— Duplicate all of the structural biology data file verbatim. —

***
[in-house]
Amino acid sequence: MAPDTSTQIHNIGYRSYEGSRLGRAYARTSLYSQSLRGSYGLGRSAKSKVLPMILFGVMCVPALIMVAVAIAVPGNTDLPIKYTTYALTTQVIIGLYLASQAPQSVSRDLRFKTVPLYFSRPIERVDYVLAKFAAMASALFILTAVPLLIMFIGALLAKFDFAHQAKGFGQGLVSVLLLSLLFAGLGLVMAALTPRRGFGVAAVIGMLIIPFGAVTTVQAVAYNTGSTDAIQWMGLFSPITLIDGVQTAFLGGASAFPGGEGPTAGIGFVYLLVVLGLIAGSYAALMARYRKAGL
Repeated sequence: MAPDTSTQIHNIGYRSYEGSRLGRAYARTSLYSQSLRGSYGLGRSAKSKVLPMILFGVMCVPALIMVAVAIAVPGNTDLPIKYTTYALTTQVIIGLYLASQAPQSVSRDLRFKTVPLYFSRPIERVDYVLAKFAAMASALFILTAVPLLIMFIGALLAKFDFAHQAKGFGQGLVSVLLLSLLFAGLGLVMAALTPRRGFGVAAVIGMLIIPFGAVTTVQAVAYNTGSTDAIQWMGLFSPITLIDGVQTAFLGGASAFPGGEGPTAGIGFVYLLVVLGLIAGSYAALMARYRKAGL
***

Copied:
[in-house]
Amino acid sequence: MAPDTSTQIHNIGYRSYEGSRLGRAYARTSLYSQSLRGSYGLGRSAKSKVLPMILFGVMCVPALIMVAVAIAVPGNTDLPIKYTTYALTTQVIIGLYLASQAPQSVSRDLRFKTVPLYFSRPIERVDYVLAKFAAMASALFILTAVPLLIMFIGALLAKFDFAHQAKGFGQGLVSVLLLSLLFAGLGLVMAALTPRRGFGVAAVIGMLIIPFGAVTTVQAVAYNTGSTDAIQWMGLFSPITLIDGVQTAFLGGASAFPGGEGPTAGIGFVYLLVVLGLIAGSYAALMARYRKAGL
Repeated sequence: MAPDTSTQIHNIGYRSYEGSRLGRAYARTSLYSQSLRGSYGLGRSAKSKVLPMILFGVMCVPALIMVAVAIAVPGNTDLPIKYTTYALTTQVIIGLYLASQAPQSVSRDLRFKTVPLYFSRPIERVDYVLAKFAAMASALFILTAVPLLIMFIGALLAKFDFAHQAKGFGQGLVSVLLLSLLFAGLGLVMAALTPRRGFGVAAVIGMLIIPFGAVTTVQAVAYNTGSTDAIQWMGLFSPITLIDGVQTAFLGGASAFPGGEGPTAGIGFVYLLVVLGLIAGSYAALMARYRKAGL